14. Respect work-life balance. With a return to work, it’s more important than ever to encourage work-life balance — and in fact, the separation between home and the office can even help employees find a better balance. During the pandemic, 46.5% of work from home employees reported rarely or never taking a full hour lunch break. Encourage your employees to take time for lunch with a DashPass for Work membership that puts fresh, nutritious food at their fingertips — with free delivery and reduced fees on eligible orders. Think before asking a team member to stay late or firing off after-hours emails. Ensure management is setting a good precedent by observing working hours and minimizing any unnecessary fire drills. 

  15. Provide accessibility accommodations. If you have employees who cannot physically return to the office every day due to either a personal disability or family concern, design a process that enables them to apply for an accommodation or exception (some states even have a legal process for disability or caretaking leave). Keep these team members connected through remote activities, meetings, and an at-home Expensed Meals program.

Set up success: things to keep in mind

In order for your new guidelines to be effective, you need your team to be on board. Remember: your employees are happiest when they can be their true selves at work. The rules you implement should ultimately help employees perform their jobs better, without the added stress of wondering how to act in the office.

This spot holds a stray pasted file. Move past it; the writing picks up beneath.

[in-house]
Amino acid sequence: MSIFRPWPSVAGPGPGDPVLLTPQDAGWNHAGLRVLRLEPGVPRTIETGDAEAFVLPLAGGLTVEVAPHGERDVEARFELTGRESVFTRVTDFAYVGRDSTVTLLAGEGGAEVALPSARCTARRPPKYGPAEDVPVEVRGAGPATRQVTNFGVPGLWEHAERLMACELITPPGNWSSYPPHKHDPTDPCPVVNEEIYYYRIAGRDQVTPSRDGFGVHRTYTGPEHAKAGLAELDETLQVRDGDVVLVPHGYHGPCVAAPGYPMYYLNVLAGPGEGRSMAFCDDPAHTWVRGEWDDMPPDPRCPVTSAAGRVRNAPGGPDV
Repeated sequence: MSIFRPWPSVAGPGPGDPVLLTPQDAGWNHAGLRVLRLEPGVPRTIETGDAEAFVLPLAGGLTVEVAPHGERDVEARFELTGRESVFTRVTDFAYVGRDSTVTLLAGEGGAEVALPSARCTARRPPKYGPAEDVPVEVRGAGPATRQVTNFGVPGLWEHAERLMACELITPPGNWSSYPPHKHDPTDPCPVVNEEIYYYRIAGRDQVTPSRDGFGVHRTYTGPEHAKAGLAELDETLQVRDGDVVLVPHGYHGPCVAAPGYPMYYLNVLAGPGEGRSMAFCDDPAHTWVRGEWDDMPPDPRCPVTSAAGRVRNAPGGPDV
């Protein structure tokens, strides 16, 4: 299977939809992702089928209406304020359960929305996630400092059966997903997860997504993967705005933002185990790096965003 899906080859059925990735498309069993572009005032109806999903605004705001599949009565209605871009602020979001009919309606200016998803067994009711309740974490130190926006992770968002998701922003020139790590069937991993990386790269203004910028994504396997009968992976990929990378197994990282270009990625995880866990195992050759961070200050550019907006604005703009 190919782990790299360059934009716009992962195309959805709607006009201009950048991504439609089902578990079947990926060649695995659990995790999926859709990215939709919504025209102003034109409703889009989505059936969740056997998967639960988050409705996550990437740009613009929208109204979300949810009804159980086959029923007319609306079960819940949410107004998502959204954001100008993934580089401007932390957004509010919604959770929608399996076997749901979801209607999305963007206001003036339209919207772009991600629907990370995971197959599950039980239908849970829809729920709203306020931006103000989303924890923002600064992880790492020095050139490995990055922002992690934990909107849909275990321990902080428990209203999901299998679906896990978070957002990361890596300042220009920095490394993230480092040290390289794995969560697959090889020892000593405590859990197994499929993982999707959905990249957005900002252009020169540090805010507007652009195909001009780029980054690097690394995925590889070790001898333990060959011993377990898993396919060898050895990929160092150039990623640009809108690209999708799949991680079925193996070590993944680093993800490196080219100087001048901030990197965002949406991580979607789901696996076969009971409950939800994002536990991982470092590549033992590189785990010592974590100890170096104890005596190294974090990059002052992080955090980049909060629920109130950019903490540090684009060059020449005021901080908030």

Here are some work etiquette ideas to ensure your team feels supported. 

  • Encourage ideas and expressions. Try to stick to general business etiquette, but don’t overreach into personal expression or freedoms. In a Deloitte survey, 25% of respondents identified an environment where they can be their authentic selves as a driver of belonging at work. At the end of the day, your workplace needs a variety of perspectives to thrive, so your guidelines should still encourage everyone to speak up and share their ideas. 

  • Prioritize diversity. A diverse workforce needs diverse guidelines. Keep inclusivity in mind when setting standards, and ensure your work etiquette guidelines don’t eliminate any voices or discriminate against any identities. 

  • Establish degrees of importance. Decide if these are rules that must be followed or suggestions employees can choose to follow — and make your stance clear so there’s no confusion. 

  • Keep it light. The goal is to not force people to do things that make them uncomfortable, but rather to take the stress out of trying to figure out what’s acceptable in the office. 

From idea to action: implementing workplace etiquette